It turns out, we pretty much all see the oil spill in the Gulf as a major disaster, reports Pew Research. And that’s sort of heartening, because the only thing worse than a ruptured well in the Gulf leaking 210,000 gallons of oil a day into the water and up onto the shores would be people running around thinking that was, like, no biggie, right?
More than half (55%) of the public say the oil leak in the Gulf of Mexico is a major environmental disaster; another 37% see it as a serious problem — but not a disaster. Just 4% say it is not too serious.
Also, the closer you follow news about the spill, the more likely you are to consider it a major disaster. Which is telling.
However, most people (51%) are also fairly optimistic that efforts to control the spill will succeed. About three-in-ten (29%) say those efforts will not succeed. (Now, how many times has BP tried to plug the hole? So many that they’re considering Plan E, “the junk shot,” in which they shoot golf balls and shredded tires at the hole to try to clog it. Think reverse Roto-Rooter. As for Plan F, it involves the drilling rig boring through rock at an angle and hiting the existing well, a 7-inch-wide target, at the very bottom, then injecting it with cement.)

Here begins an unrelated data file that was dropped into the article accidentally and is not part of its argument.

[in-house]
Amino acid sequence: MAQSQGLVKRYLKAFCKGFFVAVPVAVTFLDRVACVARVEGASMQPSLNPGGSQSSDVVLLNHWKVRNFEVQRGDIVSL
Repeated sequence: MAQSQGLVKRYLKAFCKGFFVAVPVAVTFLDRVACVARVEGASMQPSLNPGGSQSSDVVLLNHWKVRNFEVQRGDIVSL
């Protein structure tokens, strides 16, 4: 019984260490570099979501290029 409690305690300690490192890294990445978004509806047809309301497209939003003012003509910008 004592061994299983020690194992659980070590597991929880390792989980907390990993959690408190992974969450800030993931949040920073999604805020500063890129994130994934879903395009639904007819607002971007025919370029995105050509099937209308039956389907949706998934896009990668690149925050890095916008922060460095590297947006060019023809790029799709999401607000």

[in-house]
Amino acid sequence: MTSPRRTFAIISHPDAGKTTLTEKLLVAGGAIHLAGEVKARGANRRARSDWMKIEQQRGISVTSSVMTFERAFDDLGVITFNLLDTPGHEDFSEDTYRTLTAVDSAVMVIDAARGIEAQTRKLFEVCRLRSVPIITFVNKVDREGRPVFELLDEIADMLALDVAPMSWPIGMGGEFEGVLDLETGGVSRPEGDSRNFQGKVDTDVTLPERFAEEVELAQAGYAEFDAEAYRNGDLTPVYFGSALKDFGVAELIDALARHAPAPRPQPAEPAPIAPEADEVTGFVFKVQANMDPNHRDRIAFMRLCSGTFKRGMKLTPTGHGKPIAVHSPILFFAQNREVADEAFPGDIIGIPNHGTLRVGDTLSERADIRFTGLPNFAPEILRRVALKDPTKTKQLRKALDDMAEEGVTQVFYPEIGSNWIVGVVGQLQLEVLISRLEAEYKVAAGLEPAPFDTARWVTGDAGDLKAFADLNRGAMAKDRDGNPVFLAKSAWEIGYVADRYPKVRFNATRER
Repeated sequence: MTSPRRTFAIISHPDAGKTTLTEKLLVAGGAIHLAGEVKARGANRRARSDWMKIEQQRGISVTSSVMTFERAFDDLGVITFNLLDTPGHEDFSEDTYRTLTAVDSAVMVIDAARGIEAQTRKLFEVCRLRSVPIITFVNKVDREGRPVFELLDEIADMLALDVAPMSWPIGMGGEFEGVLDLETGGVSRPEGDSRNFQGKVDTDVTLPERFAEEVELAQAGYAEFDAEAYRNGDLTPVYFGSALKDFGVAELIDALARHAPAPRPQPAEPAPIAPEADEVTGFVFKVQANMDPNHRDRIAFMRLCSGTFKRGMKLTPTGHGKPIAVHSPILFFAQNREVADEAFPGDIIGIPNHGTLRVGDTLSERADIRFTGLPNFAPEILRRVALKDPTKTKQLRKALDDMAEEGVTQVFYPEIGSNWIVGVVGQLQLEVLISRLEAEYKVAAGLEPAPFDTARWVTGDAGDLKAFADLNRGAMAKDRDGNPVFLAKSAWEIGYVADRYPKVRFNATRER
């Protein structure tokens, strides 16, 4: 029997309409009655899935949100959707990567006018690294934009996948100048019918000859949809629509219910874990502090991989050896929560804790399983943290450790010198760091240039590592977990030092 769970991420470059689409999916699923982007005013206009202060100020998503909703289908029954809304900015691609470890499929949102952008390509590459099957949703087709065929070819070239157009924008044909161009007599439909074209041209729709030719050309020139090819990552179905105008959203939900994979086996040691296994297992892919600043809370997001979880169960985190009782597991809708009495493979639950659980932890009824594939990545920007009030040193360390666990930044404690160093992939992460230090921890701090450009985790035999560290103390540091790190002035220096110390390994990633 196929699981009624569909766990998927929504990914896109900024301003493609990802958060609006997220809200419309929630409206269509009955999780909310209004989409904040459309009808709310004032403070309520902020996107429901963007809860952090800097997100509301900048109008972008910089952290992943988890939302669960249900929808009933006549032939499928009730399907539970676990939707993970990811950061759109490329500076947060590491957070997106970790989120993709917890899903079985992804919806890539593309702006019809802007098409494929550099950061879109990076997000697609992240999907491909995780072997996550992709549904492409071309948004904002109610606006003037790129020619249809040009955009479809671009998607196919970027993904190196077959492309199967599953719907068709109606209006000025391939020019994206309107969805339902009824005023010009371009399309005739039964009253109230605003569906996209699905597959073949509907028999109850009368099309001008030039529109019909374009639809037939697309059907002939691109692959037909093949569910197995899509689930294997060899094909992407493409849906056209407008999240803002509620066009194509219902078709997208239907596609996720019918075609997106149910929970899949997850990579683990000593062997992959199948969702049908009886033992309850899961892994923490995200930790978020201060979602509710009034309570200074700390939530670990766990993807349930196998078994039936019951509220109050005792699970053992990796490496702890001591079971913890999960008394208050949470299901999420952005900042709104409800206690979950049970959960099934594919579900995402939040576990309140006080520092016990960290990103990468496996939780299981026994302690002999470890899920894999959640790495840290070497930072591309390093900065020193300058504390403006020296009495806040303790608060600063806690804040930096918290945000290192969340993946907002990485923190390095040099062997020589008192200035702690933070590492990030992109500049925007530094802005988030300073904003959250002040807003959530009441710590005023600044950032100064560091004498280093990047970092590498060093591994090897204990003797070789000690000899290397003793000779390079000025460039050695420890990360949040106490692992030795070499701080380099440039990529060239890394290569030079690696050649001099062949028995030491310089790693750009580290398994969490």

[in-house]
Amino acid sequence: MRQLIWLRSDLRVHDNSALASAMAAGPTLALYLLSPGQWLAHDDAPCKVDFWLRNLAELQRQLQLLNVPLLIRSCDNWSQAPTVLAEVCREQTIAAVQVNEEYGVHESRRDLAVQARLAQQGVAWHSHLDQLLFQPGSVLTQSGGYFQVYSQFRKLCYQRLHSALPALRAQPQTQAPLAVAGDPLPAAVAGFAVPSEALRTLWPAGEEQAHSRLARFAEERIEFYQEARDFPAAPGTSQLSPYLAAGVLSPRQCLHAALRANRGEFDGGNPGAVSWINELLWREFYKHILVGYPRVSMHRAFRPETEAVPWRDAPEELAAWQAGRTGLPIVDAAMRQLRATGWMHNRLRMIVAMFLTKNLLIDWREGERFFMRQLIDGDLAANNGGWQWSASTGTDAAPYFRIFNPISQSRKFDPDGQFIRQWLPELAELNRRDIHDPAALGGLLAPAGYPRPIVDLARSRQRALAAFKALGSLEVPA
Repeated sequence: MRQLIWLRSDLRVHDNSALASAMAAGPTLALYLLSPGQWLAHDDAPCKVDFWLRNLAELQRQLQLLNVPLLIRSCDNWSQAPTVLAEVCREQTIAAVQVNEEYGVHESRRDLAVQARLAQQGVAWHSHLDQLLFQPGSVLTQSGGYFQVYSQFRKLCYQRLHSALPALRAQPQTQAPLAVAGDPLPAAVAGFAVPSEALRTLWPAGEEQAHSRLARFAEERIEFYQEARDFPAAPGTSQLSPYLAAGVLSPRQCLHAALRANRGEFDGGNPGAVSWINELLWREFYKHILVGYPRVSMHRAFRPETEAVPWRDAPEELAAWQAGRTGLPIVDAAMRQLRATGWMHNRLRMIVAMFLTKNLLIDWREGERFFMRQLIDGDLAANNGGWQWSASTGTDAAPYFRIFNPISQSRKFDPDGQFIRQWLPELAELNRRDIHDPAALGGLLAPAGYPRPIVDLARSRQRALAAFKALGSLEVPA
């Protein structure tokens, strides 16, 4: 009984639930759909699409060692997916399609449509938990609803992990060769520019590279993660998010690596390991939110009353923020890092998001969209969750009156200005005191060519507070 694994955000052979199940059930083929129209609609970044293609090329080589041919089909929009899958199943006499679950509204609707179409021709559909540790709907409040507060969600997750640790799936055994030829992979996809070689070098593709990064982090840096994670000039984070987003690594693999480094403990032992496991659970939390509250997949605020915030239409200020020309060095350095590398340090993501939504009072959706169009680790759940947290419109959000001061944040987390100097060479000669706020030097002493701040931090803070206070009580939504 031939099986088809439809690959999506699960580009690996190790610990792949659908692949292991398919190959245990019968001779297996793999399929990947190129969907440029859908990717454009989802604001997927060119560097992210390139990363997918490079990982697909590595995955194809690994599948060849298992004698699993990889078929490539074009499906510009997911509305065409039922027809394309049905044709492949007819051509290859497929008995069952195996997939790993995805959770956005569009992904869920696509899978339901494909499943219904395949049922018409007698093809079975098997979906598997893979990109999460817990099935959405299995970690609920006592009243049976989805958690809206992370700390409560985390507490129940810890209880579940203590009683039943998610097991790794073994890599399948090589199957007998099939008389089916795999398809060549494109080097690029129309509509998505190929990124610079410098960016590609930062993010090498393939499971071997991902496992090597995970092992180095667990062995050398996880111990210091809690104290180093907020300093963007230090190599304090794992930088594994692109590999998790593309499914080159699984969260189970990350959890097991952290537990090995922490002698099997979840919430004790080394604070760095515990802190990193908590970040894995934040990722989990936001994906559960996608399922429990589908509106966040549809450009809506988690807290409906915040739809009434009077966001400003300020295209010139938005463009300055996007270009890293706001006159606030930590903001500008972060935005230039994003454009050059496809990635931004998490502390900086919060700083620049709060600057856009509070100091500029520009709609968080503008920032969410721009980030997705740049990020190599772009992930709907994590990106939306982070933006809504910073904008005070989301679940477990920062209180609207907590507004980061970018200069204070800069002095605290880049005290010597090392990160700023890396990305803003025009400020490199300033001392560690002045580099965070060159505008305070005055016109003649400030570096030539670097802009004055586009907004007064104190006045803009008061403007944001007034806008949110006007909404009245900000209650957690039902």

Well, we are optimistic peoples.
Here’s our breakdown of who we blame:
• 54% say the response by the federal government has been only fair or poor, comparable to the government’s initial rating for handling Hurricane Katrina in September 2005.
• 63% say BP’s handling has been fair or poor.
• 36% disapprove of President Obama’s role in handling the leak (38% approve).
Support of offshore drilling in U.S. waters has decreased from 63% in early February and 68% in April 2009 to 54% currently (Republicans remain staunch supporters). We also have mixed opinions on whether spills like this one are unavoidable if the U.S. going to get an adequate supply of energy: 41% say they are, while 45% disagree.
As we try to puzzle that one out, anyone want to take a stab at Plan G?